Thursday, June 2, 2011

Henry Starr (1921)



Henry Starr  (1921)

He is riding in a car to Harrison, Arkansas,
to hold up a bank.  It's not that far from Tulsa...
if you're modern enough to quit horses.
He is forty-seven, four decades past holding
the reins of Cole Younger's gelding at Aunt Belle's.
The last time in prison cost him his wife,
his son, Teddy, named for Roosevelt.
Starr squints at his driver, Normal life
is the despair of cautious self-regard.
The carbuncle-faced driver blinks and Starr laughs.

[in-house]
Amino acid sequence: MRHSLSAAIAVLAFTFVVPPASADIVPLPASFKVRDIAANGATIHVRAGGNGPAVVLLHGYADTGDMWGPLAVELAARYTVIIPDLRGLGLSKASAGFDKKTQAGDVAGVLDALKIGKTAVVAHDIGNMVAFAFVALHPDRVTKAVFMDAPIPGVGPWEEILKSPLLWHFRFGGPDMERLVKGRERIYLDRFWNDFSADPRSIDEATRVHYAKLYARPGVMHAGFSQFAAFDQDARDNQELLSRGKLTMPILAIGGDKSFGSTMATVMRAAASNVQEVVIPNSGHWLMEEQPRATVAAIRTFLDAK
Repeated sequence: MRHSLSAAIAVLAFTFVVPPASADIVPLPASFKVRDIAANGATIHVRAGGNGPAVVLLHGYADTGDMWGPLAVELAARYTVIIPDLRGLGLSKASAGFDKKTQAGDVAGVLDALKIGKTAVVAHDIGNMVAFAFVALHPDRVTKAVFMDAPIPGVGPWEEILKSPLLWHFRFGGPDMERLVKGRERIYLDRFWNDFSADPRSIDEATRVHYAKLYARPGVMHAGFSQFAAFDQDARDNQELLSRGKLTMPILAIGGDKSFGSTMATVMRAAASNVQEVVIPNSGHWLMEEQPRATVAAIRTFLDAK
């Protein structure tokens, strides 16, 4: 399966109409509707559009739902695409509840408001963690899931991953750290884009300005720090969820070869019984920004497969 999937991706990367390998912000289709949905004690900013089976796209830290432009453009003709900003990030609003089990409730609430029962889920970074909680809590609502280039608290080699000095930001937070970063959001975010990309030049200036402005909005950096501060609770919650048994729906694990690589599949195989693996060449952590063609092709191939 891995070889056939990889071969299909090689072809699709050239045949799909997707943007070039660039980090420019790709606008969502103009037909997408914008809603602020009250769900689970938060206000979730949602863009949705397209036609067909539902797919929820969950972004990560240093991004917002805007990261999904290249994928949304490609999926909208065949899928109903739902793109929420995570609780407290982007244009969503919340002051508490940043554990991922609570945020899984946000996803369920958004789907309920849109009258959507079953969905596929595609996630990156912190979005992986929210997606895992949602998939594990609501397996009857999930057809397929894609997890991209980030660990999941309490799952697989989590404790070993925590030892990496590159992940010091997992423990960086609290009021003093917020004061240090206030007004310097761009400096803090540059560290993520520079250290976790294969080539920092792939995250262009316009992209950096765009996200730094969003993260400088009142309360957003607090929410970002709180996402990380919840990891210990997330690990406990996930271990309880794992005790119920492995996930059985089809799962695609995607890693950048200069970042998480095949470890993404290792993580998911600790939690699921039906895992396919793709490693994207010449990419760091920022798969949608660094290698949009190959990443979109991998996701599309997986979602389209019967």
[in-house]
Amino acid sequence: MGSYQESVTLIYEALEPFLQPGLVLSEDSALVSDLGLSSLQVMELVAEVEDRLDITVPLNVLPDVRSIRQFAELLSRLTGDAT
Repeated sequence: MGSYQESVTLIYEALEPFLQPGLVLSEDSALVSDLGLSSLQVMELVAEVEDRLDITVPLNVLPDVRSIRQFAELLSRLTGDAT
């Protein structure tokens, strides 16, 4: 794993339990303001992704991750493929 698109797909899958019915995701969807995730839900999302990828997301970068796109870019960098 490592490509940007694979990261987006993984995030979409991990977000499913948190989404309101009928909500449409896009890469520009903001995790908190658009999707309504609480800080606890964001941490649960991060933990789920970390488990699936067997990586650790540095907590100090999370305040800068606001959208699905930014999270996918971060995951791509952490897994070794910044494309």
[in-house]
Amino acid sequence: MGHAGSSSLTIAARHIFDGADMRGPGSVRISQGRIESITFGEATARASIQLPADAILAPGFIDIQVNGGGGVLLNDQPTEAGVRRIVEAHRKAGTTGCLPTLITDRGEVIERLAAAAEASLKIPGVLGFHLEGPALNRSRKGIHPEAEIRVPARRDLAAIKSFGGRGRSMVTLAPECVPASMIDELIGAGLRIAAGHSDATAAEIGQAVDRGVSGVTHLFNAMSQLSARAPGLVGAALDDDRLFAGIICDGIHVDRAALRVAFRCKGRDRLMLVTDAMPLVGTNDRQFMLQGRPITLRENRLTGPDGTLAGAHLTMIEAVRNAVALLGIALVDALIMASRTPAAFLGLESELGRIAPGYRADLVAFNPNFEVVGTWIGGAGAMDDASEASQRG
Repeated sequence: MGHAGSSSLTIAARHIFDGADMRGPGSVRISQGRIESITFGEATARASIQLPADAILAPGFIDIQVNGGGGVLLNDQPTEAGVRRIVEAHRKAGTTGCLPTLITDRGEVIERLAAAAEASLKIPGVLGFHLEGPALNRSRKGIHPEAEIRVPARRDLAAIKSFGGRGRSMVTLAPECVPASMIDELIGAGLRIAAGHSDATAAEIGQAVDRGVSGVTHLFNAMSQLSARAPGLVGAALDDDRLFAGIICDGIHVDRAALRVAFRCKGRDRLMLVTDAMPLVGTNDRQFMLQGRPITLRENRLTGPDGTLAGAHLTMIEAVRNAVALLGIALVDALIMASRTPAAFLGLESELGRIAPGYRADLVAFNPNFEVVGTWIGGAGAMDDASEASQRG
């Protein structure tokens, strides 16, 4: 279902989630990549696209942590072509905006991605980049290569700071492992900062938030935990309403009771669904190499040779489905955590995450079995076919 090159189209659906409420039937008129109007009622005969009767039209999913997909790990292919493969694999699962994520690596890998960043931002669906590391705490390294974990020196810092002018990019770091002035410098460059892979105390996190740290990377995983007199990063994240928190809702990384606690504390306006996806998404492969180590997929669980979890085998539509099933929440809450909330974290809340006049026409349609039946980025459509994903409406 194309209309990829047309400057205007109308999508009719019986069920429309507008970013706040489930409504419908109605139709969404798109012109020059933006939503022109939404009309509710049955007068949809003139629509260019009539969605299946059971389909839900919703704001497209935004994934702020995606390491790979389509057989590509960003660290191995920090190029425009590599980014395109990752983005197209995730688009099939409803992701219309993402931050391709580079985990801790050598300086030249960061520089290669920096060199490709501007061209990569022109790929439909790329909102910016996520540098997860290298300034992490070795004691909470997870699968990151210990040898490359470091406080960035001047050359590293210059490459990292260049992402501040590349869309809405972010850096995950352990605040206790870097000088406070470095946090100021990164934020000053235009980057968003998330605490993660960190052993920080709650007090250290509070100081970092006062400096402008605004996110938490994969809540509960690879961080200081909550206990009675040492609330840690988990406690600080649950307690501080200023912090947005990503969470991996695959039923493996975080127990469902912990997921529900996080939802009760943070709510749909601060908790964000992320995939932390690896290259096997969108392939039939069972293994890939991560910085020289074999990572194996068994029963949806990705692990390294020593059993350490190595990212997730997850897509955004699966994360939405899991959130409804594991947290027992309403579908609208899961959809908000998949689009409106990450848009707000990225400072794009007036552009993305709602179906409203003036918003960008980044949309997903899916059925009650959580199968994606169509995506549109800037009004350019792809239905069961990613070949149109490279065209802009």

We won't get rich, the old outlaw says,
and we might not see home ever again.
Starr laughs, tilts his Stetson's brim over his eyes,
the joyous last link to the James-Younger boys.



This poem is included in a Red Shuttleworth poetry chapbook, Brief Lives.

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